This review was originally posted on thePDQ in June 2016.

Though written in the ’80s, Charlotte Keatley’s play My mother Said I Never Should is anything but dated due to its universal themes of motherhood, family, dreams, and the expectations put on women throughout the generations.

Performed in the quite intimate St. James’ Theatre, with the audience places in a semi-circle around the stage, images were conjured up in my mind of sitting in a circle at school ready for story-time, and with the presence of children a key feature of the play, it only added to the idea of childhood nostalgia and what life was like before learning the truth about how harsh the world can be.

The play itself is structured in a way which sees the four generations of women in the play at different stages of their lives – from childhood to motherhood, though in non-chronological order – which enabled us as an audience to see the relationships develop between characters and how their past events help shape them into the mothers and family members they are later on in the play.

The performances by the four actresses were utterly superb. The chemistry between them really did feel like a family, and they all brought different elements of family life into the show. National treasure Maureen Lipman added dry wit and humour to the show as the character of Doris, the oldest member of the family, acting as the ironic commentator on the family drama which unfolds in the play (which I won’t mention in case I spoil it for anyone).

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Maureen Lipman as Doris
Hilary Tones, as Margaret, Doris’ daughter, was perhaps my least favourite character, though this is of no discredit to the actress. It might have been because Margaret is a character which shows all of the worry motherhood brings, and to me, as a young woman barely out of childhood watching the show, encased everything I would have hated – let your daughter(s) have fun, Margaret! However, her final monologue inspired by Alice in Wonderland was very moving.

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The younger generations of the family, Jackie (Katie Brayben) and Rosie (Serena Manteghi) both gelled incredibly well together and added such energy and light to the performance. Manteghi whizzed across the stage like a fire cracker, adding such vivacity and life to the character of Rosie, who we never see past sixteen. Incredibly energetic, she was funny and endearing, and a real antithesis to Margaret. Additionally, I had serious envy over her dungareesimageedit_3_9594280701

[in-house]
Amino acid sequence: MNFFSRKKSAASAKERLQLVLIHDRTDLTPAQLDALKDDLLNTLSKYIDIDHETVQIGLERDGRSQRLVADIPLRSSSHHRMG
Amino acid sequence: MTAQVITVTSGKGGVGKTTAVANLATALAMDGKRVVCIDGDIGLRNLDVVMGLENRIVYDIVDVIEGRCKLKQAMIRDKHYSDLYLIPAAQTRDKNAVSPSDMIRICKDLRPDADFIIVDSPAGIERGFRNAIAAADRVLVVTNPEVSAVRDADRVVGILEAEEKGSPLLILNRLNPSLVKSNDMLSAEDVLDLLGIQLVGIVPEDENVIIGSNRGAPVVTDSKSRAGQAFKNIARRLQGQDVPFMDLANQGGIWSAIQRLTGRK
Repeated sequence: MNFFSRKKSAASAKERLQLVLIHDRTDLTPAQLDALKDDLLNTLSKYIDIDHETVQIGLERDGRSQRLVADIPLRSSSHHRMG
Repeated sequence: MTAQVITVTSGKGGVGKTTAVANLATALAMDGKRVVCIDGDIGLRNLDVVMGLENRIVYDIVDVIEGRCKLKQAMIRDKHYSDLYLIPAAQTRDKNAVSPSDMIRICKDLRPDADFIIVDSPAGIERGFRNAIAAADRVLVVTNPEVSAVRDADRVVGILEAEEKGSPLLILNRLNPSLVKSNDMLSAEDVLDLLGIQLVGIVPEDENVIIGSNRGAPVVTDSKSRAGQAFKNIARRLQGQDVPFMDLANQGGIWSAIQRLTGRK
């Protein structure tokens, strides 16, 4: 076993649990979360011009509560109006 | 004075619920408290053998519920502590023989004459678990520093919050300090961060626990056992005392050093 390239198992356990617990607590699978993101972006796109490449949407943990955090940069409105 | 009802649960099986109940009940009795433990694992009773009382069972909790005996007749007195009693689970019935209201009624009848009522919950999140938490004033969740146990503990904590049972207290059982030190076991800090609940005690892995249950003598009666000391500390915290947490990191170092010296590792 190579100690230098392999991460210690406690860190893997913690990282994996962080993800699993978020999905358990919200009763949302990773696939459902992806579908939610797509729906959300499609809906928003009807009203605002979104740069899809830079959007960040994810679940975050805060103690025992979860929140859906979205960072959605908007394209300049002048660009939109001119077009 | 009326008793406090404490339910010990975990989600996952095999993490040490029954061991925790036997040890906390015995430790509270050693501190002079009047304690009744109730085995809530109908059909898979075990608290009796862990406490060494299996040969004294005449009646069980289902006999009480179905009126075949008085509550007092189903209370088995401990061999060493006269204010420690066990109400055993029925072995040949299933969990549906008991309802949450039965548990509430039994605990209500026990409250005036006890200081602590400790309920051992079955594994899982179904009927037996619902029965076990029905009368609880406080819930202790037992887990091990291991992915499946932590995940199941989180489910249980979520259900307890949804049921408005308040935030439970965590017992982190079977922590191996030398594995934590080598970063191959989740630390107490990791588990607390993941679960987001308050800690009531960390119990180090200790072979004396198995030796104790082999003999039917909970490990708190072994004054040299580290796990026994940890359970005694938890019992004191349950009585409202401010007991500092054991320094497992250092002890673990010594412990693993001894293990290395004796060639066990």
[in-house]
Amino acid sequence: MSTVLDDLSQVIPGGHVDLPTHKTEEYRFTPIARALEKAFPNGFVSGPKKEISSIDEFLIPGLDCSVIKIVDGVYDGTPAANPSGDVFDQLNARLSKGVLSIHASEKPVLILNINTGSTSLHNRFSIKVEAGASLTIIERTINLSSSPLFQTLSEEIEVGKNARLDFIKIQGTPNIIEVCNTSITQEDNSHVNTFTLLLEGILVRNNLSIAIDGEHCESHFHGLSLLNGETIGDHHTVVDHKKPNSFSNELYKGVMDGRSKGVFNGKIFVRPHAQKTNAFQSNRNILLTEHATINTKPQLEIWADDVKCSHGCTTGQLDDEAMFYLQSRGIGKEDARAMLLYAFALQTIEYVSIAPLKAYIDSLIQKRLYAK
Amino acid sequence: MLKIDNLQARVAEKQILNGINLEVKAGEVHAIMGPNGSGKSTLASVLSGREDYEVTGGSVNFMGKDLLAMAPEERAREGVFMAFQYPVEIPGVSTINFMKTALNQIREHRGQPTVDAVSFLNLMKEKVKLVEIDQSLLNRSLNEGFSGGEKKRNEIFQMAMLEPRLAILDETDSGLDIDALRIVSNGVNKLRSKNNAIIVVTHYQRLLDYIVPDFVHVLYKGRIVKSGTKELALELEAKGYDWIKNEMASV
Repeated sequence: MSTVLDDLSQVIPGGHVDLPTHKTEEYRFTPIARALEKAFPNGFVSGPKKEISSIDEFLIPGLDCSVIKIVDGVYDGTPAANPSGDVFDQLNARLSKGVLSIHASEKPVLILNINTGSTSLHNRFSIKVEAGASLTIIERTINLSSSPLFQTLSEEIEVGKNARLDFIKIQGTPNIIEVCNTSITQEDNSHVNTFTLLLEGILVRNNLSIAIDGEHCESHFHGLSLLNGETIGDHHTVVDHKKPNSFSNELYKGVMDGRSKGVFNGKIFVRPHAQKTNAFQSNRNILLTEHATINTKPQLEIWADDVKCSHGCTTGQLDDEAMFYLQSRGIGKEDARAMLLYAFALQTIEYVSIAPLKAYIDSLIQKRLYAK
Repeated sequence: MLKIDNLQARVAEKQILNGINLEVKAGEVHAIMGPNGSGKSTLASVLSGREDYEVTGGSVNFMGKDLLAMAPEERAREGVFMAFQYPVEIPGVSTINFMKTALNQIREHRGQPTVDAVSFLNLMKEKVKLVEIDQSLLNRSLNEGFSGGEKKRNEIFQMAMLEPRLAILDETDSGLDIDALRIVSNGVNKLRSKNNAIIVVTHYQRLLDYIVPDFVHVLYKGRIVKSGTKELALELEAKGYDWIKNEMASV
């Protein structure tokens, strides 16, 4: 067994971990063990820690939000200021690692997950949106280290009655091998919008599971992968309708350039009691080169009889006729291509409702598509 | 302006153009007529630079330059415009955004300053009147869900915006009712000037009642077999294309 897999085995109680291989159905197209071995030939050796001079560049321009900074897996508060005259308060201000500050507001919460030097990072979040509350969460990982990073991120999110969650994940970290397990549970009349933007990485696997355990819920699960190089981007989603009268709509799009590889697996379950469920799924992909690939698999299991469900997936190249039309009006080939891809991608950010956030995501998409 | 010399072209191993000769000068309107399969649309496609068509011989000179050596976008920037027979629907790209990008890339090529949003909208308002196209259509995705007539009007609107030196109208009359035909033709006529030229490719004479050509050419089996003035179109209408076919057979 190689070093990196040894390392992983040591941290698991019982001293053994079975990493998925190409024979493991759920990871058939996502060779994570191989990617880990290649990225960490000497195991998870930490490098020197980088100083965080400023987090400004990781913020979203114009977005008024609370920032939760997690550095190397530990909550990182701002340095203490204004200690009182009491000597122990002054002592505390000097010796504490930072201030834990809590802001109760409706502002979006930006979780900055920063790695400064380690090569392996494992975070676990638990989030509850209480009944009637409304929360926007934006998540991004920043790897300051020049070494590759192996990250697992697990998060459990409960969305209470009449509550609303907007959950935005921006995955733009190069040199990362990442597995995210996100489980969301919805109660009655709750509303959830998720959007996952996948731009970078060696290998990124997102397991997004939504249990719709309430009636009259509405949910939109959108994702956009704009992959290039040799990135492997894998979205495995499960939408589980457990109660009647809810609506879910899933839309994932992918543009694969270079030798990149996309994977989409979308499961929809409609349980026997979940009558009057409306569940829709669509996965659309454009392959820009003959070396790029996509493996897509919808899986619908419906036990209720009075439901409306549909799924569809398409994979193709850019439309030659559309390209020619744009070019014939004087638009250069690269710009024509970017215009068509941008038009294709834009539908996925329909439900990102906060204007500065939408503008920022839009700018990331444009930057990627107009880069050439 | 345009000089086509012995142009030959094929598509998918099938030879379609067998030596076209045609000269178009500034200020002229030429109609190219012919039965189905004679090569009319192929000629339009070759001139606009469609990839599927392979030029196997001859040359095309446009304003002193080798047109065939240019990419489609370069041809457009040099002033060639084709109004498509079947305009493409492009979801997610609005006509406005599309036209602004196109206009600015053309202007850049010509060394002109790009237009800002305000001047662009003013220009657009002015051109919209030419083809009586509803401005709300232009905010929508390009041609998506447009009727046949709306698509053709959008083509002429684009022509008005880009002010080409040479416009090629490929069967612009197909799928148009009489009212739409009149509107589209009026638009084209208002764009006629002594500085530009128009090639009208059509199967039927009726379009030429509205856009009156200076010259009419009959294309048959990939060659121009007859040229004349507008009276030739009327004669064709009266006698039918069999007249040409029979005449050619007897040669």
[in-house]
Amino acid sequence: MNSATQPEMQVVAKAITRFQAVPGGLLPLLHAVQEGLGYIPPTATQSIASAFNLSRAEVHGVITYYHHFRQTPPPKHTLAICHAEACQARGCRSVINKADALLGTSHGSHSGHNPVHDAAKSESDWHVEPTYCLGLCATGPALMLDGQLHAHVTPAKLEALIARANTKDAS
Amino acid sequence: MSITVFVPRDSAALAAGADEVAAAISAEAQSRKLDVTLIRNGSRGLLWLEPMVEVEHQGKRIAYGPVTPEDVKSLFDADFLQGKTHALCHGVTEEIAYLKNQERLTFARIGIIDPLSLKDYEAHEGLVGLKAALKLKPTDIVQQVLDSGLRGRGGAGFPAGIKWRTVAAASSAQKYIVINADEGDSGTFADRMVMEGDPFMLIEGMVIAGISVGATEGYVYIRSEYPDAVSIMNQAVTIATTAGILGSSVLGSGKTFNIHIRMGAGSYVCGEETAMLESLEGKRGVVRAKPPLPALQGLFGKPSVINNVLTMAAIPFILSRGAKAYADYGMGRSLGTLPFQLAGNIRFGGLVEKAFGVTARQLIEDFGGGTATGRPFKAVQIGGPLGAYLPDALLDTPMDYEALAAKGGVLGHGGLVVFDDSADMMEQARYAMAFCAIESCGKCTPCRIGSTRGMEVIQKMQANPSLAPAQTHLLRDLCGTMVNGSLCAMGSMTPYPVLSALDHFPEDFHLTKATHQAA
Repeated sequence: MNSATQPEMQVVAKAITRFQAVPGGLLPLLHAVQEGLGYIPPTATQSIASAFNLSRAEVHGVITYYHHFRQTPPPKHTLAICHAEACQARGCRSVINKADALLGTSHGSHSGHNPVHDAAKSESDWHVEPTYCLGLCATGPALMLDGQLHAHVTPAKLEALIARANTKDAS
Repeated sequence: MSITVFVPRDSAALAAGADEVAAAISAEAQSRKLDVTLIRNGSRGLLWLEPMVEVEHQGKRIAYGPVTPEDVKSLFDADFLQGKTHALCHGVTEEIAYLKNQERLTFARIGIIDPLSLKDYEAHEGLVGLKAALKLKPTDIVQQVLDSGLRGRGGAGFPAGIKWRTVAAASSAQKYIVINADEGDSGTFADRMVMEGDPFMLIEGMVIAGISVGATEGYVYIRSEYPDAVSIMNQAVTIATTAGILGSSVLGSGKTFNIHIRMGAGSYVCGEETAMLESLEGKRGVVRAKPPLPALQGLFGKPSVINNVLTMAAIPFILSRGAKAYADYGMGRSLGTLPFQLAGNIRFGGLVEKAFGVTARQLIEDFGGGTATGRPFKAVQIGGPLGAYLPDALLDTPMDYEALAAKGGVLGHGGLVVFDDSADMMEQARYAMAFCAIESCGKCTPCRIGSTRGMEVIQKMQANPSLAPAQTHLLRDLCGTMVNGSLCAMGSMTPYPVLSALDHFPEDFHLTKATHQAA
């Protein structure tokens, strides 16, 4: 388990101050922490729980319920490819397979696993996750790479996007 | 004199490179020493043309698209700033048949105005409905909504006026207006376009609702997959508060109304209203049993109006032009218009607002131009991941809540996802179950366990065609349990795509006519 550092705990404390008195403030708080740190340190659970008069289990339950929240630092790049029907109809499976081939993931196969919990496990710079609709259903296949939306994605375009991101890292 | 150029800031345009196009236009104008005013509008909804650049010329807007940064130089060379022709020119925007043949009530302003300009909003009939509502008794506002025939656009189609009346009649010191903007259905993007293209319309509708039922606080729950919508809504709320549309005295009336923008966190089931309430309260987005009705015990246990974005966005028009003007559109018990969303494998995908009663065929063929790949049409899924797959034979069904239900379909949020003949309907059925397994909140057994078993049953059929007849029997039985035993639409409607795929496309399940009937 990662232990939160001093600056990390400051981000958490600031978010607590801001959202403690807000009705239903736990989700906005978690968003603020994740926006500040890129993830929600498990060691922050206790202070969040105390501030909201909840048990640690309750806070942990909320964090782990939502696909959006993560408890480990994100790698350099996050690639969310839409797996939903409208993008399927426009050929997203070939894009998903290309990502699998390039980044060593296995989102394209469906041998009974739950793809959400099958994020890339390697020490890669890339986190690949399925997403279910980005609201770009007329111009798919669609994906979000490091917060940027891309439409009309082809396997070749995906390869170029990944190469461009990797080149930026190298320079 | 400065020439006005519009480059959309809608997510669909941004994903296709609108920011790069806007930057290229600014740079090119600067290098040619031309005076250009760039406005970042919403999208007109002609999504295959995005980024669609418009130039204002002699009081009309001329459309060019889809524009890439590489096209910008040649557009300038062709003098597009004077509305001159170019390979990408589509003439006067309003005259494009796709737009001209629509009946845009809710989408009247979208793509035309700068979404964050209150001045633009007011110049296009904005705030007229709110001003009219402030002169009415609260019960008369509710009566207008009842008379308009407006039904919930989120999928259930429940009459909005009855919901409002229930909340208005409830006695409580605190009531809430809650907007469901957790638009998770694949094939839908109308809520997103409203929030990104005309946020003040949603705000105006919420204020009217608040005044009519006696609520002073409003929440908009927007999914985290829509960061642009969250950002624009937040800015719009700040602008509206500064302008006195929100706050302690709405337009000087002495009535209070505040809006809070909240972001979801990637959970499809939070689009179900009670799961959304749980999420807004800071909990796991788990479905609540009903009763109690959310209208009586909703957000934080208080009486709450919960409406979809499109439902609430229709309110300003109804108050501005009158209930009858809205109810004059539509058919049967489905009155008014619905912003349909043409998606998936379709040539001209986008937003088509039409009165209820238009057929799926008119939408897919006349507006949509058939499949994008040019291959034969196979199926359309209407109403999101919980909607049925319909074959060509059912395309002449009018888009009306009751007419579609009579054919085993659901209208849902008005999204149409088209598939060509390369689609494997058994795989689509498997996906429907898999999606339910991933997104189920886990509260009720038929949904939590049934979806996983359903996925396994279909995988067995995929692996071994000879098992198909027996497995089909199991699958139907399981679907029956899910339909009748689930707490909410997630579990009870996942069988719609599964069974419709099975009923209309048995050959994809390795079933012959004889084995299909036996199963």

Brayben as Jackie was my favourite performer. Seeing her act very convincingly as a child in the ‘70s growing into a young woman with the many new choices women were given in the ’80s was incredibly moving, and he final speech had me in tears.

The overall production value of the show was incredible. Minimalist, but perfect for a play which is centred on the heart and family connections rather than lavish set. One choice I will acclaim set designer Signe Beckmann for is his use of multiple television sets around the stage which played footage from the different eras the play is set in (from the ‘40s-‘80s) in order to give some context on the era we are watching. These included wartime commercials, and pieces of Margaret Thatcher.

Overall, I’d say it was a real treat to watch this production by Tiny Fires, as it is a great piece of theatre for, about, and by women, and really makes you think about the trials and tribulations of growing up, family, and expectations.

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Katie Brayben as Jackie and Serena Manteghi as Rosie
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